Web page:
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Annotates expected properties of a Tensor-valued distribution parameter.

Distributions and Bijectors implementing ._parameter_properties specify a ParameterProperties annotation for each of their Tensor-valued parameters.


  • event_ndims: Python int, structure of ints, or callable, specifying the minimum effective Tensor rank of this parameter. See description below. May also be None, indicating that this parameter does not follow a batch-shape-vs-event-shape distinction (for example, if the parameter cannot have batch dimensions, or if its value itself specifies a shape). Default value: 0.
  • shape_fn: Python callable with signature parameter_shape = shape_fn(shape). Given the desired shape of an 'output' from this instance, returns the expected shape of the parameter. For Distributions, an output is a value returned by self.sample() (whose shape is the concatenation of self.batch_shape with self.event_shape). For Bijectors, an output is a value y = self.forward(x) where x is an input Tensor of rank self.forward_min_event_ndims (and the shape of y is the concatenation of self.batch_shape with an 'event' shape of rank self.inverse_min_event_ndims). May raise an exception if the shape cannot be inferred. Default value: lambda shape: shape.
  • default_constraining_bijector_fn: Optional Python callable with signature bijector = default_constraining_bijector_fn(). The return value is a tfb.Bijector instance that maps from an unconstrained real-valued vector to the support of the parameter. Default value: tfb.Identity.
  • is_preferred: Python bool value specifying whether this parameter should be passed when this distribution or bijector is automatically instantiated. Only one of a set of mutually-exclusive parameters, such as logits and probs, may set is_preferred=True; as a guideline, this is generally the parameterization that allows for more stable computation. Default value: True.
  • is_tensor: Python bool specifying whether this parameter is (or may be) a Tensor. This should be False for non-numeric parameters such as other distributions or bijectors. Default value: True.
  • specifies_shape: Python bool indicating whether this parameter is a shape, index, axis, or other quantity such that Tensor shapes may depend on the value (rather than just the shape) of this parameter. Default value: False.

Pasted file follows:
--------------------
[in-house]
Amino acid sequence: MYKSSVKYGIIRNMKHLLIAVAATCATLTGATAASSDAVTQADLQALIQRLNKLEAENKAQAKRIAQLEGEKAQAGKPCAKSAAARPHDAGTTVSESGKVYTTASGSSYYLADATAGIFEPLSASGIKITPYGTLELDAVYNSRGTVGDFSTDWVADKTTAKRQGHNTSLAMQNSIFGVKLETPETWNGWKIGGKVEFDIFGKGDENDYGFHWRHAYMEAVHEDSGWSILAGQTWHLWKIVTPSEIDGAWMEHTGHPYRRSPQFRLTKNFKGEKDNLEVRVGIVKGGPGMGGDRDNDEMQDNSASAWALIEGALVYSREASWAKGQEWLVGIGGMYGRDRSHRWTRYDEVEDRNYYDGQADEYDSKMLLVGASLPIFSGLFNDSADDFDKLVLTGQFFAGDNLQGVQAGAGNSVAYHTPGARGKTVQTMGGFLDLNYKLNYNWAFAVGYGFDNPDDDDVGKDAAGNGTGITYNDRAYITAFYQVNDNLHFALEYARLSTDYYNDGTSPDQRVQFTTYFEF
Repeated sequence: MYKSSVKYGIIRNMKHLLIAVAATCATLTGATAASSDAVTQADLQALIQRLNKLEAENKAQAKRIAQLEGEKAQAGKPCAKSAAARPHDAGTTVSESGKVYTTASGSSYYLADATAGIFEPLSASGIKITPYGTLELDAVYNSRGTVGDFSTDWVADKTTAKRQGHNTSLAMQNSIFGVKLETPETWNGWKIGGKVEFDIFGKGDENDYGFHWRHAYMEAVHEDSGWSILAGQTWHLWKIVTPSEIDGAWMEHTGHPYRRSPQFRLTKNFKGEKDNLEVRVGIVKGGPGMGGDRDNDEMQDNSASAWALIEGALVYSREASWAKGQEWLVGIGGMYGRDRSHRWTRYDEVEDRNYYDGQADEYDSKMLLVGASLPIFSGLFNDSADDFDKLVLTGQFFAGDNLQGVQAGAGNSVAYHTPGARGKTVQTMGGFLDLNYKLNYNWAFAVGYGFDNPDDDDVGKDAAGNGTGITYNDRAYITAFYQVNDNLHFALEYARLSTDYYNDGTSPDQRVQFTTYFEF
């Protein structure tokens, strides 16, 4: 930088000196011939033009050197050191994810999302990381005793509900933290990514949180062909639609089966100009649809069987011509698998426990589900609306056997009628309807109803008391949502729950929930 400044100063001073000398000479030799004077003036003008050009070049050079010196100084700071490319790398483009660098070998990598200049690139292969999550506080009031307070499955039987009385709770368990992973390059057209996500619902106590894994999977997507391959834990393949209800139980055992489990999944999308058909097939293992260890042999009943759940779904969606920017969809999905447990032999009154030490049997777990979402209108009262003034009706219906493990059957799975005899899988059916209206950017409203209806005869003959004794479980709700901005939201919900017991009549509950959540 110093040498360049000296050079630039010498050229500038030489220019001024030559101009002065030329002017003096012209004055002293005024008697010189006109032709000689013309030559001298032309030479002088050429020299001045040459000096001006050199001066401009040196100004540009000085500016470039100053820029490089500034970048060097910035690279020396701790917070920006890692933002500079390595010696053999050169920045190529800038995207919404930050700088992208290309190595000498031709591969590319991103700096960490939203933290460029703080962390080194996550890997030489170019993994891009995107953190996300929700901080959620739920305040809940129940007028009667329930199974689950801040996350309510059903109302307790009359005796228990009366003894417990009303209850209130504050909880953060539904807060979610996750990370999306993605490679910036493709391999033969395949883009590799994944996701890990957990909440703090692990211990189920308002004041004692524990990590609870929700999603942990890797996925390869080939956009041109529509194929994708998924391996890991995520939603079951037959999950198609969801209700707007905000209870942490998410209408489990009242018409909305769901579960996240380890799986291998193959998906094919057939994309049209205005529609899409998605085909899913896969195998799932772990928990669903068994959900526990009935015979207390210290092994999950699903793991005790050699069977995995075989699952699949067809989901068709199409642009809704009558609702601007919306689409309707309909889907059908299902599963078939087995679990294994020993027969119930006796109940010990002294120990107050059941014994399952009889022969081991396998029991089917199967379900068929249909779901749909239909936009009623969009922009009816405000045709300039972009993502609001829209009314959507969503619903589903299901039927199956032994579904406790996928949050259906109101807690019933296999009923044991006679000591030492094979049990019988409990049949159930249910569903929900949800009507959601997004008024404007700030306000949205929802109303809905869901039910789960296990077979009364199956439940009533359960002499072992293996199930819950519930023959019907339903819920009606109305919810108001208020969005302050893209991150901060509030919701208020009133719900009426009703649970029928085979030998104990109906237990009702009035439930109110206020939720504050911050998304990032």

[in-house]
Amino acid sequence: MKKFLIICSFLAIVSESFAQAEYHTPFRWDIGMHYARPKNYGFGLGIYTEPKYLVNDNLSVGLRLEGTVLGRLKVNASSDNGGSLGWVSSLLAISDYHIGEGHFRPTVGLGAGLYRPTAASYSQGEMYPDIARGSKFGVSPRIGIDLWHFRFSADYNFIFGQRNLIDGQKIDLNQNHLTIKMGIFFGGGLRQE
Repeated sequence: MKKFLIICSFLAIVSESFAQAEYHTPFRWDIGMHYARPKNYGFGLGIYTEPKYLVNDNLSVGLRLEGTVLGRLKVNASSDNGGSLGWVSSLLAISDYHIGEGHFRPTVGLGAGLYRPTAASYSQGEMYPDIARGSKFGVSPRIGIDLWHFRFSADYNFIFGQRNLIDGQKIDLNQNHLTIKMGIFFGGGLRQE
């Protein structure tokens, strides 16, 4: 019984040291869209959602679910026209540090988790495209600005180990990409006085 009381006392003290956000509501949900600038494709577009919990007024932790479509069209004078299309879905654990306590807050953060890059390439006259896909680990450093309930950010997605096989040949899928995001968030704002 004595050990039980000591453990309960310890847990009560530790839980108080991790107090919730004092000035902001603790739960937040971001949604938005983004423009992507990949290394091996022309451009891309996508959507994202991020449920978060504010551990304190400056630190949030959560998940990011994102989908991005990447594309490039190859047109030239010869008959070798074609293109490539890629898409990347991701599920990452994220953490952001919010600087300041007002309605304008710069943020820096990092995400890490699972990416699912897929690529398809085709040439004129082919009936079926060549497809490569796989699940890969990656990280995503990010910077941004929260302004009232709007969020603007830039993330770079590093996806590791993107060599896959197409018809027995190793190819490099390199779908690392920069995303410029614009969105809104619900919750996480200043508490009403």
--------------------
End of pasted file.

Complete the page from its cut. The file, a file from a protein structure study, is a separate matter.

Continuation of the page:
Definition of event_ndims

The event_ndims of a parameter is the number of rightmost dimensions of its Tensor shape required to describe a single event (when parameterizing a distribution) or a single transformation (when parameterizing a bijector; this is the action of self.forward(x) when rank(x) == self.forward_min_event_ndims). Equivalently, the event_ndims of a parameter is the minimal Tensor rank of a valid value for that parameter. For non-Tensor parameters such as Distributions and Bijectors, the concepts of Tensor shape and Tensor rank naturally generalize to the parameter's batch_shape and batch rank, as discussed below.

Since the tfd.Normal distribution can draw a (scalar) event given scalar loc and scale parameters, it would set event_ndims=0 for both of those parameters, indicating that scalar values are valid. On the other hand, tfd.MultivariateNormalTriL requires a loc vector and a scale_tril matrix, so it would set event_ndims=1 for loc and event_ndims=2 for scale_tril.

Similarly, the scale parameter of a tfb.Scale bijector may be a scalar (this is sufficient to transform a minimal input to the bijector---which itself is also a scalar because tfb.Scale.forward_min_event_ndims==0), so it has event_dims=0. By contrast, the scale_tril parameter of a tfb.ScaleMatvecTriL must be a matrix, so it would set event_ndims=2.

The portion of each parameter's shape that remains after slicing off the rightmost event_ndims is its 'batch shape'. The batch shape(s) of all parameters must broadcast with each other, and this broadcast shape is the batch_shape of the distribution (or bijector, etc) instance. For example, in a tfd.MultivariateNormalTriL(loc, scale_tril) distribution, where loc.shape == [3, 2] and scale_tril.shape == [4, 1, 2, 2], the parameter batch shapes are [3] and [4, 1] respectively, and these broadcast to an overall batch shape of [4, 3].